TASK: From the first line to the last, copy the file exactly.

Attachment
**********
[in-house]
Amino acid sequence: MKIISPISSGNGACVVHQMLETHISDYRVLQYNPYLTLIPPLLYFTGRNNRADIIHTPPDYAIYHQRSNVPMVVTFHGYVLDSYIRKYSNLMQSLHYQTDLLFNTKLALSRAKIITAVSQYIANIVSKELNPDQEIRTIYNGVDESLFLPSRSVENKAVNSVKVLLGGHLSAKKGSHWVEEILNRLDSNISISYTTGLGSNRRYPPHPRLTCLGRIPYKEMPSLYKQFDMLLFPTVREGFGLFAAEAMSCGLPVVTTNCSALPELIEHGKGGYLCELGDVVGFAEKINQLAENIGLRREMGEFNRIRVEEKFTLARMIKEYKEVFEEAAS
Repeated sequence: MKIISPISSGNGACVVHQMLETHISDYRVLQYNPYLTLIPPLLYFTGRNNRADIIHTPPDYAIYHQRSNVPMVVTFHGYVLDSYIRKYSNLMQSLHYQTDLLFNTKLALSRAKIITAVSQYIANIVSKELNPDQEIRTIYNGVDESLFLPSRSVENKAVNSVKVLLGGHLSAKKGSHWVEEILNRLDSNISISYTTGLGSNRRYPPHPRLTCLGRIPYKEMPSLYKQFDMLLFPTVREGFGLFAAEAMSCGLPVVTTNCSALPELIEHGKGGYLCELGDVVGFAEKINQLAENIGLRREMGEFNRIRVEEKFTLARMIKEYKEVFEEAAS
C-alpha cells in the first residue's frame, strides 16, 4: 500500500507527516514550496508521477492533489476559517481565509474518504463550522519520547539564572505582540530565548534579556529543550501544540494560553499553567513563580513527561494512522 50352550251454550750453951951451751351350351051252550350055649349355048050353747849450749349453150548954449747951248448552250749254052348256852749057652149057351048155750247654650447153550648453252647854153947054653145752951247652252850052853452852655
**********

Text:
[in-house]
Amino acid sequence: MKIISPISSGNGACVVHQMLETHISDYRVLQYNPYLTLIPPLLYFTGRNNRADIIHTPPDYAIYHQRSNVPMVVTFHGYVLDSYIRKYSNLMQSLHYQTDLLFNTKLALSRAKIITAVSQYIANIVSKELNPDQEIRTIYNGVDESLFLPSRSVENKAVNSVKVLLGGHLSAKKGSHWVEEILNRLDSNISISYTTGLGSNRRYPPHPRLTCLGRIPYKEMPSLYKQFDMLLFPTVREGFGLFAAEAMSCGLPVVTTNCSALPELIEHGKGGYLCELGDVVGFAEKINQLAENIGLRREMGEFNRIRVEEKFTLARMIKEYKEVFEEAAS
Repeated sequence: MKIISPISSGNGACVVHQMLETHISDYRVLQYNPYLTLIPPLLYFTGRNNRADIIHTPPDYAIYHQRSNVPMVVTFHGYVLDSYIRKYSNLMQSLHYQTDLLFNTKLALSRAKIITAVSQYIANIVSKELNPDQEIRTIYNGVDESLFLPSRSVENKAVNSVKVLLGGHLSAKKGSHWVEEILNRLDSNISISYTTGLGSNRRYPPHPRLTCLGRIPYKEMPSLYKQFDMLLFPTVREGFGLFAAEAMSCGLPVVTTNCSALPELIEHGKGGYLCELGDVVGFAEKINQLAENIGLRREMGEFNRIRVEEKFTLARMIKEYKEVFEEAAS
C-alpha cells in the first residue's frame, strides 16, 4: 500500500507527516514550496508521477492533489476559517481565509474518504463550522519520547539564572505582540530565548534579556529543550501544540494560553499553567513563580513527561494512522 50352550251454550750453951951451751351350351051252550350055649349355048050353747849450749349453150548954449747951248448552250749254052348256852749057652149057351048155750247654650447153550648453252647854153947054653145752951247652252850052853452852655